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Nutrition, Aging and Inflammation – A Closely Connected Interaction – Healing Practice



How inflammation, aging and diet are linked

inflammation apply not only as biological characteristics for agingbut also like disease risk factor How? ‘Or’ What Alzheimer’s and Cancer. A German research team has succeeded for the first time in describing the development process of such inflammations at the molecular level. It also showed what influence nutrition has in this process.

A working group around professor doctor Francesco Néri and Dr Mahdi Rasa from Leibniz Institute for Aging Research – Fritz Lipmann Institute (FLI) was able to describe an important regulatory network in the body at the molecular level. This network is influenced by the power supply and feeds the general power supply, inter-organ inflammatory response. The results were recently published in the renowned journal “Cell reports” present.

Diet influences age-related inflammation

the Diet influences many inflammatory responses through the body. This is one of the conclusions that can be drawn from the results of the current study. A targeted and above all low-calorie diet could make it possible to specifically attenuate inflammatory reactions and thus slow down the effects of aging and reduce the risk of many diseases such as cancer.

What is inflammation?

As the scientists involved explain, inflammation is one of the Immune reaction from the body. In itself, this process is useful and aims to Pathogens Where damaged cells to remove from the fabric. Once this task is completed, the inflammation usually decreases again.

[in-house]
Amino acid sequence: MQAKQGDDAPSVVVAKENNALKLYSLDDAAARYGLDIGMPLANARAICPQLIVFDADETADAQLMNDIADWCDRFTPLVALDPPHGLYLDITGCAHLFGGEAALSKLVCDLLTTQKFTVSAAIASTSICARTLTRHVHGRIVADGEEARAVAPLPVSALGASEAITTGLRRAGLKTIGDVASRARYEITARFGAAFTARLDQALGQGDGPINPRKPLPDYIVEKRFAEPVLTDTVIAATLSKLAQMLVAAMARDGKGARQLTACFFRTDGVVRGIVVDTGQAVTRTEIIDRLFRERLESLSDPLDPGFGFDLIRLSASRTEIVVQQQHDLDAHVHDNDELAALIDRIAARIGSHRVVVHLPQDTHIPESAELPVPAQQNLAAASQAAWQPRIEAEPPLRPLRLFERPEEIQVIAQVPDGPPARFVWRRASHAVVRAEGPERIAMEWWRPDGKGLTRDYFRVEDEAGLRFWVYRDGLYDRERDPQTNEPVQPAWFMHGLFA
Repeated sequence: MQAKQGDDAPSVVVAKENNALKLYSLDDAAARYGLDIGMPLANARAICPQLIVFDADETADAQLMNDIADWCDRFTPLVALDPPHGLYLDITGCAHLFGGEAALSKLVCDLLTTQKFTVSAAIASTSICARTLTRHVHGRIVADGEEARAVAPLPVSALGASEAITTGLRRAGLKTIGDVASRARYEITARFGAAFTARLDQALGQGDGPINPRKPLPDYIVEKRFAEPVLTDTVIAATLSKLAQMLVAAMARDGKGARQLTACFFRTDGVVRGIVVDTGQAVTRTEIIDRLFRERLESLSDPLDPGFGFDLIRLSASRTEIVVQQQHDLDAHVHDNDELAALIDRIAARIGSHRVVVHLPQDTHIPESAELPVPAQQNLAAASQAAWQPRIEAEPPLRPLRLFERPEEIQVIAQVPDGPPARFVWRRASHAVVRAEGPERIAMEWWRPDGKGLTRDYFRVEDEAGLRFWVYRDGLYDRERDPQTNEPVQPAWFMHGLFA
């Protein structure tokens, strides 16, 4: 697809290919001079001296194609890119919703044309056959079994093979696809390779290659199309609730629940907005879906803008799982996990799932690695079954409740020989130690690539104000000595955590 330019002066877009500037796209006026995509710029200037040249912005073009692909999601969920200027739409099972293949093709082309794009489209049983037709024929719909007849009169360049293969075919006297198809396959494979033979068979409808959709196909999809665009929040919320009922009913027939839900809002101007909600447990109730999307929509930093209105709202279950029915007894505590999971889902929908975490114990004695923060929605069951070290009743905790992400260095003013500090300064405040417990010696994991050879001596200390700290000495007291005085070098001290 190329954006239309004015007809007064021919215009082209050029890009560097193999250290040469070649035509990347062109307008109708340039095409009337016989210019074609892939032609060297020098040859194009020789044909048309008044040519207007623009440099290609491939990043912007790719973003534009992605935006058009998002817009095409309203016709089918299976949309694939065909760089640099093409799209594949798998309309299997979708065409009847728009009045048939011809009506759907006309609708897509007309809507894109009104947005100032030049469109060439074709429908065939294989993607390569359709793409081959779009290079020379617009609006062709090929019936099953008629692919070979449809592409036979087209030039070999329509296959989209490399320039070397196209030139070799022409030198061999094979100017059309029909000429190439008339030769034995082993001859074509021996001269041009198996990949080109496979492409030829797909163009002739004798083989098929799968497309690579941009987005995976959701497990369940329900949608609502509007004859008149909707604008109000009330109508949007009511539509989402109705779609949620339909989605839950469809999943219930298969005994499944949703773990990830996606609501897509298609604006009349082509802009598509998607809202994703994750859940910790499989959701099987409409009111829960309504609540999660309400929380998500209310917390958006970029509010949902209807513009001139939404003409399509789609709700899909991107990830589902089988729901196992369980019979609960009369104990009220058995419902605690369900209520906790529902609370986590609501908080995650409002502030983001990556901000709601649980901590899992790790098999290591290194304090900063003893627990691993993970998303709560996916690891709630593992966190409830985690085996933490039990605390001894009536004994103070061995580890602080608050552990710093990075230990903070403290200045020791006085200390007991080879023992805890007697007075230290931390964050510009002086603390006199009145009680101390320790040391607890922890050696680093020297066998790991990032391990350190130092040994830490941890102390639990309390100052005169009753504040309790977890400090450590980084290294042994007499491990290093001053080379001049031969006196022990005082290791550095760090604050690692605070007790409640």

When is inflammation considered chronic?

However, things are different chronic inflammation, which are related to age, among others. According to the researchers, these immune reactions are not limited locally to a wound or an organ, but can the whole body affect.

He drives innate immune system its high activity, resulting in long-term low-threshold inflammation. This process is called in medicine inflammatory aging or like inflammatory aging appointed. Such chronic inflammation can have a massive impact on health and contribute to the development of disease.

Why chronic inflammation affects disease risk

“If the immune cells are constantly activated, this can lead to their exhaustion, which poses problems in the event of an infection because the immune response may not be sufficient”comments Professor Dr. Francesco Neri, former research director of the “Epigenetics of Aging” working group at the FLI.

“Age-related inflammation also plays a role in the development of cancer”continues the professor. “In the inflamed tissue, increased cell proliferation can be observed.”

Reduced calorie intake prolongs life

Using mice, the working group was able to understand for the first time how age-related inflammation by some Genoa regulated and maintained.

Previous studies of flies, worms, and monkeys already knew that animals live longer when they tend to live their entire lives. too few calories save too.

This was confirmed again in the current study: mice that 30% less food than a control group were overall fitter, more active and lived three to four months longer, a 10-15% life extension is equivalent to.